What is the main problem with satellite images? Two or more classes of objects (for example, buildings, wastelands, and pits) on satellite images can have the same spectral characteristics, so in the last two decades their classification has been a difficult task. Image classification is critical in remote sensing, especially when it comes to imagery analytics and pattern recognition. With the help of classification, different types of data can be visualized, hence important maps can be produced, including a land use map that can be used for smart resource management and planning.

Due to its importance and undeniable effectiveness, image classification is becoming more and more available and advanced, offering more precision and reliability of its results. As today satellite imagery analysis is nothing new to numerous industries, its classification finds use in a long list of applications, including crop monitoring, forest cover mapping, soil mapping, land cover change detection, natural disaster assessment, and much more. For example, crop classification using remote sensing is a great opportunity for agricultural players to plan crop rotation effectively, estimate supply for certain crops, and more.

But how does satellite imagery classification actually work? Technology is the answer. More specifically — machine learning, artificial intelligence, and most importantly deep learning. Let’s get into more detail to see how the “magic” happens, enabling us to see maps with different objects possessing specific visual characteristics.

Satellite Imagery Classification Using Deep Learning

With hundreds of observation satellites orbiting the Earth and new satellites being launched, the amount of imagery they produce is growing constantly. However, to make use of these images across different industries and applications, like environmental monitoring, city planning, or agriculture, they need to be classified.

The methods of satellite image classification can be put into four core categories depending on the features they use: object-based methods, unsupervised feature learning methods, supervised feature learning methods, and manually feature-based methods. Today, supervised deep learning methods have gained the biggest popularity among remote-sensing applications, especially when it comes to land use scene classification and geospatial object detection.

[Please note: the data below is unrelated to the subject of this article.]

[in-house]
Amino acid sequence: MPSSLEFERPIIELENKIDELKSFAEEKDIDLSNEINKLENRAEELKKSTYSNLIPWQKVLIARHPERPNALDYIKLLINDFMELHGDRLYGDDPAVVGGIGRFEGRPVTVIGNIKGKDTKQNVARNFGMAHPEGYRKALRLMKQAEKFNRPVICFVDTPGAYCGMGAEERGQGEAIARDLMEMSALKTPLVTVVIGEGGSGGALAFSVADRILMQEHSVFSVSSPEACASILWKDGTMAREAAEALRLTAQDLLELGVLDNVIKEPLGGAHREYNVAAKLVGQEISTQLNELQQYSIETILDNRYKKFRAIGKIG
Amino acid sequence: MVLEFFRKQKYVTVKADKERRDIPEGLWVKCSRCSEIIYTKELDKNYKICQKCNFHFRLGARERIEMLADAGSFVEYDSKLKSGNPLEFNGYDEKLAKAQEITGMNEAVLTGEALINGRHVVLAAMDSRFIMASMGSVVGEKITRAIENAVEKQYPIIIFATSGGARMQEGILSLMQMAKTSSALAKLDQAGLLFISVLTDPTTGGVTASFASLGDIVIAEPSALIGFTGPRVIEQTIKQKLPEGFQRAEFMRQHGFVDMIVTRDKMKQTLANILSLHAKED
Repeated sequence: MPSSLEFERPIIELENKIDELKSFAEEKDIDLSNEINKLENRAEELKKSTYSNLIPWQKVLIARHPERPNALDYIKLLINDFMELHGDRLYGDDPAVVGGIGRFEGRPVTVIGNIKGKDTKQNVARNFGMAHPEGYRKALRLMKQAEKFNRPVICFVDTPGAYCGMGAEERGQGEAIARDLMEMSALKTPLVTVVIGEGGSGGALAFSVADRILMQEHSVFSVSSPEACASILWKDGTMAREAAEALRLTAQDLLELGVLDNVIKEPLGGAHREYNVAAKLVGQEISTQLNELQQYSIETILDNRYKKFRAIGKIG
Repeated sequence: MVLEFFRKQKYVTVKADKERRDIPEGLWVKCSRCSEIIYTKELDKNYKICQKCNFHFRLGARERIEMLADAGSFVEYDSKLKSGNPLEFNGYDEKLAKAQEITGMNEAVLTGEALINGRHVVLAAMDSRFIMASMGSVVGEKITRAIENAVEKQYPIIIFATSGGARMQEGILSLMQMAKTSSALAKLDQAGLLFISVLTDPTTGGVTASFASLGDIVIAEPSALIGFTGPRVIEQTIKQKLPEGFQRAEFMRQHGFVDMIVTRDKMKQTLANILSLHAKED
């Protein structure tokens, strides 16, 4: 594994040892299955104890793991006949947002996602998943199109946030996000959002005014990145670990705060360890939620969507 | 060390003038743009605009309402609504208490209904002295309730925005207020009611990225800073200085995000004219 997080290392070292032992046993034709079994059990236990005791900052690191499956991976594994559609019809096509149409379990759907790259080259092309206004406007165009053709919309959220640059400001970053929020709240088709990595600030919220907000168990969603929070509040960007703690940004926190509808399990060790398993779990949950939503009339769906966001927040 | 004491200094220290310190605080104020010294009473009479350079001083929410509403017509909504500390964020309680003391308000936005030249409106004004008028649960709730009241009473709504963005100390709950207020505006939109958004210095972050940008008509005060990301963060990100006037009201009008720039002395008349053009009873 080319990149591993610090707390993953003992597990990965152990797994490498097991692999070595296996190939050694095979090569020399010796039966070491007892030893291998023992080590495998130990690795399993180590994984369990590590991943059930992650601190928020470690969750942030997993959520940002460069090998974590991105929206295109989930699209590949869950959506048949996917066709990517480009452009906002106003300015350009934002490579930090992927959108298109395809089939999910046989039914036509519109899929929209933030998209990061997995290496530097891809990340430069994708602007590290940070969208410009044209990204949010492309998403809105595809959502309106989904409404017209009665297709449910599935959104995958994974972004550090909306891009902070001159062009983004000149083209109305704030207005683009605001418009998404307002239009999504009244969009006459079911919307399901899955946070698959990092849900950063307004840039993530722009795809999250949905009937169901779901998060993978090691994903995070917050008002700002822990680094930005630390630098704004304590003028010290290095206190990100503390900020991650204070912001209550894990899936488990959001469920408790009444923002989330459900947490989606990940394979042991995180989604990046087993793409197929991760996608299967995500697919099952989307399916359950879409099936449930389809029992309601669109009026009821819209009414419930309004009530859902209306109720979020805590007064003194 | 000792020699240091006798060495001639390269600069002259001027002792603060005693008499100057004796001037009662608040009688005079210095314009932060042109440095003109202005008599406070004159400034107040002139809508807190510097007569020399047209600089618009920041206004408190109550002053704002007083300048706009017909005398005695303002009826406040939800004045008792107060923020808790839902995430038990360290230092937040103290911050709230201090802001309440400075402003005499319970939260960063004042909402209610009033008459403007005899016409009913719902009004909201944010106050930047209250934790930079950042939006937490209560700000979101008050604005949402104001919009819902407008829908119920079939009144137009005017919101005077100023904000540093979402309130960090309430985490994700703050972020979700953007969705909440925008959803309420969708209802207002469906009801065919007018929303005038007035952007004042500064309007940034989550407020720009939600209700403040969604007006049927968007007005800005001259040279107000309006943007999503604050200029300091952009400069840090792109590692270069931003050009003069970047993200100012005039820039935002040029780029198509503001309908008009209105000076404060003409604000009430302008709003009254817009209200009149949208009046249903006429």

Deep Learning And How It Works

Deep learning can be viewed as a form of machine learning. Self-learning and improvement of program behavior occurs as a result of the execution of computer algorithms. But classical machine learning algorithms use fairly simple concepts, while deep learning works with artificial neural networks. These networks are designed to mimic the way humans think and learn.

Advances in big data analytics have made it possible to create large and complex neural networks. Thanks to them, computers can observe, learn, and respond to complex situations even faster than humans. Today, deep learning helps classify images, translate texts from one language to another, and recognize speech.

Deep learning is based on artificial neural networks consisting of many layers. In a Deep Neural Network (DNN) each layer can perform complex operations of representation and abstraction of images, sound or text. One of the most popular types of deep neural networks is known as convolutional neural networks (CNN). CNN combines learned features with input data and uses convolutional 2D layers, making this architecture perfectly suited for processing 2D data, such as images.

CNN and Satellite Imagery Classification

Convolutional neural networks are particularly useful for finding patterns in images to recognize objects, faces, and scenes. They learn directly from images, using patterns to classify images and eliminating the need for manual feature extraction. The use of CNNs for deep learning has become more popular because of three important factors:

  • CNNs eliminate the need for manual feature extraction
  • CNNs produce state-of-the-art recognition results
  • CNNs can be retrained to perform new recognition tasks, allowing for leveraging existing networks.

CNNs eliminate the need for manual feature extraction, so there is no need to determine the features used to classify images. CNNs work by extracting features directly from images. The relevant features are not pre-trained; they learn while the network is trained on a set of images. This automatic feature extraction makes deep learning models very accurate for computer vision tasks, such as object classification.

CNNs learn to detect different features in an image using dozens or hundreds of hidden layers. Each hidden layer increases the complexity of learned image features. For example, the first hidden layer may learn to detect edges, and the last layer may learn to detect more complex shapes specifically adapted to the shape of the object we are trying to recognize.

Overall, it’s hard to overestimate the role of deep learning in imagery classification. Thanks to modern advancements in AI algorithms, we can pull out more and more of invaluable insights from satellite pictures, increasing the effectiveness and sustainability of many industries on Earth.

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